Patrick Kavanagh's efforts to promote controversial book prompted Garda probe
GARDAÍ launched an investigation after claims that renowned poet Patrick Kavanagh was taking unusual steps to promote one of his books, according to an 80-year-old file released by the Republic's Department of Justice.
The file reveals that an investigation was opened after the poet called at several Dublin book shops, demanding that his loosely autobiographical 1938 novel The Green Fool was displayed in the front window.
The manager of Fred Hanna's on Nassau Street told a detective sergeant that he was not afraid of Mr Kavanagh but feared the poet might cause damage.
He claimed Monaghan-born Kavanagh said: "You have 15 minutes to put my book in the window. This is an ultimatum."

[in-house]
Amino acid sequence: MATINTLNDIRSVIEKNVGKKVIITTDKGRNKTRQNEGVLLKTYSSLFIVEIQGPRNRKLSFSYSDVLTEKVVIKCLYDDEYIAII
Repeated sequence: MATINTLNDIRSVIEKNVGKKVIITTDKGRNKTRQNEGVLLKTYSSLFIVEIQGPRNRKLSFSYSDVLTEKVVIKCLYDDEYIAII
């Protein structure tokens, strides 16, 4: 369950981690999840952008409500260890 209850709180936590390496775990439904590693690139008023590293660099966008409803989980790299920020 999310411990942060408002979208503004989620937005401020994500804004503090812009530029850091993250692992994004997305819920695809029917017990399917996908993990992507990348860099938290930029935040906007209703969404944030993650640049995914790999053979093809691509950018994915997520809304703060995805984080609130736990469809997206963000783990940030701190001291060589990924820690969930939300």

The manager of the Grafton Book Shop told a similar story, relaying to gardaí how he told Kavanagh that it would be an impossible state of affairs if every Irish author came round and threatened him into stocking their books.
The investigation began after it was brought to the attention of gardaí by a priest who believed the The Green Fool was somewhat anti-Catholic in tone.
Fr Senan of Church Street in Dublin also suggested the Department of Justice should consider using the Censorship of Publications Act in this case.
The garda leading the probe concluded his report saying that he had made inquiries as to Kavanagh's present address but had not been able to ascertain it.